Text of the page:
if he could repeat his success of the first day the gain would be great. He therefore determined upon attack. On the night of the 1st (not on the forenoon of the 2d, as General Longstreet has it) he decided, after a conference with Ewell and his division commanders, to make the attack early next day from his right with Longstrenearly the same distance of the town about 12 o'clock at night. Hood says he was with his staff in front of the heights of Gettysburg shortly after daybreak on the 2d, and his troops were close behind. Kershaw (of McLaws's division) says in his official report that on the 1st of July they marched to a point on the Gettysburg roathat day for the Confederates was lost by Longstreet's delay. Sixth. Victory on the third day was for the Confederates a far more difficult problem than on the second, but it was still within their reach. But one need not be surprised at the failure of Pickett's attack after reading of the hesitation, the want of confidence an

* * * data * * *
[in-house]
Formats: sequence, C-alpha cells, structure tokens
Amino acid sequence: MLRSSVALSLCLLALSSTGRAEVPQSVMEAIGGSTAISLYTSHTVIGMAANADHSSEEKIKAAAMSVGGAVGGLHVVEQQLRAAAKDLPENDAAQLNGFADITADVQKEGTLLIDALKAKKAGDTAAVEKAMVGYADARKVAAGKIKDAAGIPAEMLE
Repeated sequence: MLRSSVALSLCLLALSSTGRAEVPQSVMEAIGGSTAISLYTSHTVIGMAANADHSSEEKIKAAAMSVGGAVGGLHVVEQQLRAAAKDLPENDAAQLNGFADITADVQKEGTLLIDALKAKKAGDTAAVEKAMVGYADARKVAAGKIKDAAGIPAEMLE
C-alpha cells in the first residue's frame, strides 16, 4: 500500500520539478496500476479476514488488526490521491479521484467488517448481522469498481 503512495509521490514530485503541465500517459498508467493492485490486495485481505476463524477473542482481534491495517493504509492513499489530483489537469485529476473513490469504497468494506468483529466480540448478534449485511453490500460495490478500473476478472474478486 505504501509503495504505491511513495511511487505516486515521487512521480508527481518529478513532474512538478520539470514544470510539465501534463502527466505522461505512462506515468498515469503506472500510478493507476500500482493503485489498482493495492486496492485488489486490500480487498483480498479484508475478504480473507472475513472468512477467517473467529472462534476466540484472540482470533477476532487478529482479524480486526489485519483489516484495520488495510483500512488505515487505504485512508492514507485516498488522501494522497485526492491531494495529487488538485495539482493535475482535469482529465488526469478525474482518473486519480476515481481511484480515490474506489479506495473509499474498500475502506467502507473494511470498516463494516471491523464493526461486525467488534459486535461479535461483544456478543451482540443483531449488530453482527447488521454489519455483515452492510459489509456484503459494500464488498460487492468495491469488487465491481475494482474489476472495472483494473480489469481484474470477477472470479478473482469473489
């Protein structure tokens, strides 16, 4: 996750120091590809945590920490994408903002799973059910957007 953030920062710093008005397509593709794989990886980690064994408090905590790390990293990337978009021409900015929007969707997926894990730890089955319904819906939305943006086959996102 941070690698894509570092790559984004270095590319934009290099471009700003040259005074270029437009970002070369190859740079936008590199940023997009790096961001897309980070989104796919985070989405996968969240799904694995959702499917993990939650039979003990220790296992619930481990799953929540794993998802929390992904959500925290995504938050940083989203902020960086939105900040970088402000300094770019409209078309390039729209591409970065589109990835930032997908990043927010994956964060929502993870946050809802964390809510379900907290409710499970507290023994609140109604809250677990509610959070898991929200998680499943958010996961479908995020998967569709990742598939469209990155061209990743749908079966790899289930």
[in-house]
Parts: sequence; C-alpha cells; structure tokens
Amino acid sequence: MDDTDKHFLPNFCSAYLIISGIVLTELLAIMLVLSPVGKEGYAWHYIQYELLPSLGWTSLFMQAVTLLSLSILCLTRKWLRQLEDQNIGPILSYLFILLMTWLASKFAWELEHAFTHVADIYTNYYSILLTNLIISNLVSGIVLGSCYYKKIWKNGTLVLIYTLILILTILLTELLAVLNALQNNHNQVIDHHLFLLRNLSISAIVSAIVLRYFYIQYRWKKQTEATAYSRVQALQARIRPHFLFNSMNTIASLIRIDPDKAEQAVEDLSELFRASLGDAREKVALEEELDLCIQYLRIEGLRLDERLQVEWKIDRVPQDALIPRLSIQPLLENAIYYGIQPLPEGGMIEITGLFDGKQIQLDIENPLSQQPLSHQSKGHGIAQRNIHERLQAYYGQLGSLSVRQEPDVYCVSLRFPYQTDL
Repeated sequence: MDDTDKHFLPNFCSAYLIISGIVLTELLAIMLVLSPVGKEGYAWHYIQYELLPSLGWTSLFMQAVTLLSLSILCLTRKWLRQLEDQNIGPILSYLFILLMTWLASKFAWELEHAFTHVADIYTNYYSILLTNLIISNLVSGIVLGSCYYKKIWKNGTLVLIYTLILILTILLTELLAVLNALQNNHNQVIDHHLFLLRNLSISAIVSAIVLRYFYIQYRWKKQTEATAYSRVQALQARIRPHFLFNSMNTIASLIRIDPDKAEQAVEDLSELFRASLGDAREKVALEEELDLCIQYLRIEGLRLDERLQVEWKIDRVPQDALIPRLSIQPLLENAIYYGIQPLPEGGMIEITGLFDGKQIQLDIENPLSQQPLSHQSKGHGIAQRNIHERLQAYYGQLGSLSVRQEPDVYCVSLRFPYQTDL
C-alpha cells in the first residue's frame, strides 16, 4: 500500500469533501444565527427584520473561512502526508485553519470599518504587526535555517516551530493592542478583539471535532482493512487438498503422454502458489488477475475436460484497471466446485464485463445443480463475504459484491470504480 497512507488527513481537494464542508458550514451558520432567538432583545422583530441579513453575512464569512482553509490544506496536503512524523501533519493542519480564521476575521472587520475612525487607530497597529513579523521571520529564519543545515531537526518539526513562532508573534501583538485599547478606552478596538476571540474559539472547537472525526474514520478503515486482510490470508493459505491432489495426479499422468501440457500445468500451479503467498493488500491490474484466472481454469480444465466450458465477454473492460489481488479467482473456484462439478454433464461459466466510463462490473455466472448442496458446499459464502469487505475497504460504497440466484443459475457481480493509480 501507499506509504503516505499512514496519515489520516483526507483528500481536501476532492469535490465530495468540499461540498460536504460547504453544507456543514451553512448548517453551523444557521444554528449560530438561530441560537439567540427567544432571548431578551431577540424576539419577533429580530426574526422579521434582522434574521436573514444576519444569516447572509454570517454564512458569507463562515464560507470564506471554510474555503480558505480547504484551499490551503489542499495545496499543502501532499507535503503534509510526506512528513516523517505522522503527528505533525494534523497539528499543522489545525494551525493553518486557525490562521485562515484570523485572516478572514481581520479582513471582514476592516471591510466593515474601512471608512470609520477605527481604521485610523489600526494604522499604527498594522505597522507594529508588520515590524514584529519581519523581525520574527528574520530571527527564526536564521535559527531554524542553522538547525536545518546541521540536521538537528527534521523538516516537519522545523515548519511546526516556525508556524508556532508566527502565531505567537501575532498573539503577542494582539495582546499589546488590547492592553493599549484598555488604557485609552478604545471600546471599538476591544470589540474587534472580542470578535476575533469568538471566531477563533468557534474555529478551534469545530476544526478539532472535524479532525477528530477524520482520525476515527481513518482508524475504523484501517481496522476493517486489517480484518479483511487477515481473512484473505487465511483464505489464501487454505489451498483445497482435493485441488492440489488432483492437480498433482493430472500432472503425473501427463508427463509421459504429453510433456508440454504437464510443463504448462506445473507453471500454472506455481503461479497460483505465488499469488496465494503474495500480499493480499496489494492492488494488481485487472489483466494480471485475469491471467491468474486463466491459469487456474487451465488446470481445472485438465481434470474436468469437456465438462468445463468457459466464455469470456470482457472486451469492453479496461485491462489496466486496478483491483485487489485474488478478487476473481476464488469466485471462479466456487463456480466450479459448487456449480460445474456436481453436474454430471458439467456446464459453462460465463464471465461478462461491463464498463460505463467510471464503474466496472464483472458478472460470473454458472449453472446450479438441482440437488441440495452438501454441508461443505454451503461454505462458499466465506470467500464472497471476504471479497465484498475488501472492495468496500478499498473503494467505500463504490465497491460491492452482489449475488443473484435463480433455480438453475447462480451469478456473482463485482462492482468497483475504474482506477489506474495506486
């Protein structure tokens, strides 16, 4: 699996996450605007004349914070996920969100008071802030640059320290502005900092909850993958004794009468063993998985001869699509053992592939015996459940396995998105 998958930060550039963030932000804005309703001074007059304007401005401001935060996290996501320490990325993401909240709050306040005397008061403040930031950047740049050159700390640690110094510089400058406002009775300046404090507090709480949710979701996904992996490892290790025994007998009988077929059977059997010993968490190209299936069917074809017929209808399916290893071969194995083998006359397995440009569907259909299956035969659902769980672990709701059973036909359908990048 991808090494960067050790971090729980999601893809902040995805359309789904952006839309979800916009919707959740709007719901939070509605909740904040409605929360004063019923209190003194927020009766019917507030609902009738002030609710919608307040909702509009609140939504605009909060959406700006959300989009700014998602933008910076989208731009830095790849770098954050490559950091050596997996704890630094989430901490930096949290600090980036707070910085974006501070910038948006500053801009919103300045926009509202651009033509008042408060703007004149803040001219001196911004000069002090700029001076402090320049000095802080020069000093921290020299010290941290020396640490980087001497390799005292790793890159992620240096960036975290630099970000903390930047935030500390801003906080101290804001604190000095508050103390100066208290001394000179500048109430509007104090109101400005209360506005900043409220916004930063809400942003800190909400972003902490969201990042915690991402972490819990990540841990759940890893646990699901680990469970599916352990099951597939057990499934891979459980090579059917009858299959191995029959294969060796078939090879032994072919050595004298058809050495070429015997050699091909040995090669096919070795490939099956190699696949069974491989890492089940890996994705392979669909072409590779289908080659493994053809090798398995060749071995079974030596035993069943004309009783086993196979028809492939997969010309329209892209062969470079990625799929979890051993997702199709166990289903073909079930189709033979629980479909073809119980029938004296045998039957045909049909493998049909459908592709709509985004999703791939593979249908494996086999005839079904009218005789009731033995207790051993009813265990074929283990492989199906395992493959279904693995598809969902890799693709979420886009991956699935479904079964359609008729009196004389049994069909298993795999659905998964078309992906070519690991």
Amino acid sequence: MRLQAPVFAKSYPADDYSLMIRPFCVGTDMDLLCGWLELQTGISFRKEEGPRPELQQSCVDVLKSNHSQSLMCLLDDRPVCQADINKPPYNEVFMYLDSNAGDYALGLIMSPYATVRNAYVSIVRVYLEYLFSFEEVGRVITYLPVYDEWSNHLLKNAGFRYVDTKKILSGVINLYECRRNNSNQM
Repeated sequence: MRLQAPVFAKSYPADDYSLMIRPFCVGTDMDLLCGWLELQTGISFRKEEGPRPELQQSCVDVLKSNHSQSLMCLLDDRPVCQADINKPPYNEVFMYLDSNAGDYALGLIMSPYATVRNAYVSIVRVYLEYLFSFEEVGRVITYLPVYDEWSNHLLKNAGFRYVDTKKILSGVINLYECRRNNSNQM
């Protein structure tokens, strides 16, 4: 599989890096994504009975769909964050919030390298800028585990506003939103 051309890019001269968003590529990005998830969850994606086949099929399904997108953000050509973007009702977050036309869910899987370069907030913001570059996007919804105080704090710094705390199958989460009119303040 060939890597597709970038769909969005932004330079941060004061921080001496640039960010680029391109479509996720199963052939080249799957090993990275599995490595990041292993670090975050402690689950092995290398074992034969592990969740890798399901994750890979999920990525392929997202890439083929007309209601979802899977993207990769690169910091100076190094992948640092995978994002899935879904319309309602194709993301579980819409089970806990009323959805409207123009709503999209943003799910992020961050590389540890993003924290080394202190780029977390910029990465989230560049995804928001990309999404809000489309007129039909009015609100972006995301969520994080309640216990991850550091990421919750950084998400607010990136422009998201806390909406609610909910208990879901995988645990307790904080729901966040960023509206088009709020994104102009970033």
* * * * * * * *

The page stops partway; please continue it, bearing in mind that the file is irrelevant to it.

t the day before at Gettysburg. As we met the wounded and staff-officers who had been in the action, I remember many questions asked on that subject. There was no great comfort to be derived from the answers, which were generally in profane simile. Indeed, I have heard survivors of the war say since that some of the Federal fighting that day equaled or surpassed any they ever saw from first to last. We marched quite steadily, with a good road and a bright moon, until about 7 A. M. on the 2d, when we halted in a grassy open grove about a mile west of Seminary Ridge, and fed and watered. Here, soon afterward, I was sent for by General Longstreet, and, riding forward, found him with General Lee on Seminary Ridge. Opposite, about a mile away, on Cemetery Ridge, overlooking the town, lay the enemy, their batteries making considerable display, but their infantry, behind stone walls and ridges, scarcely visible. In between us were only gentle rolling slopes of pasture and wheat-field